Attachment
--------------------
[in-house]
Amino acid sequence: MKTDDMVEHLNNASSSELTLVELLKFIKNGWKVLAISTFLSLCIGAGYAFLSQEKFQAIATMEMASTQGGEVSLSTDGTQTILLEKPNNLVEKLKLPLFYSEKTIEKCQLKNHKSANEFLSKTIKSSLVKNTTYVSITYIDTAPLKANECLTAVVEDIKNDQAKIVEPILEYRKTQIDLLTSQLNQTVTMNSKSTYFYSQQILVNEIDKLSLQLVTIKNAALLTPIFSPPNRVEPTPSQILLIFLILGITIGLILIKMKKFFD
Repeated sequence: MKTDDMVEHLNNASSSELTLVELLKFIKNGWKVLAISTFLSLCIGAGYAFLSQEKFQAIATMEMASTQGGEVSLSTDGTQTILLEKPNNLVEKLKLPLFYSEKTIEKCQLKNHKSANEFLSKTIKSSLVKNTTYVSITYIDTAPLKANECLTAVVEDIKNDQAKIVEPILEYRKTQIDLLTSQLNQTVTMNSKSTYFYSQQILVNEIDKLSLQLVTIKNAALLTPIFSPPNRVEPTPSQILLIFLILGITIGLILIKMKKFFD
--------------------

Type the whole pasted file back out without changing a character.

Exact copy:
[in-house]
Amino acid sequence: MKTDDMVEHLNNASSSELTLVELLKFIKNGWKVLAISTFLSLCIGAGYAFLSQEKFQAIATMEMASTQGGEVSLSTDGTQTILLEKPNNLVEKLKLPLFYSEKTIEKCQLKNHKSANEFLSKTIKSSLVKNTTYVSITYIDTAPLKANECLTAVVEDIKNDQAKIVEPILEYRKTQIDLLTSQLNQTVTMNSKSTYFYSQQILVNEIDKLSLQLVTIKNAALLTPIFSPPNRVEPTPSQILLIFLILGITIGLILIKMKKFFD
Repeated sequence: MKTDDMVEHLNNASSSELTLVELLKFIKNGWKVLAISTFLSLCIGAGYAFLSQEKFQAIATMEMASTQGGEVSLSTDGTQTILLEKPNNLVEKLKLPLFYSEKTIEKCQLKNHKSANEFLSKTIKSSLVKNTTYVSITYIDTAPLKANECLTAVVEDIKNDQAKIVEPILEYRKTQIDLLTSQLNQTVTMNSKSTYFYSQQILVNEIDKLSLQLVTIKNAALLTPIFSPPNRVEPTPSQILLIFLILGITIGLILIKMKKFFD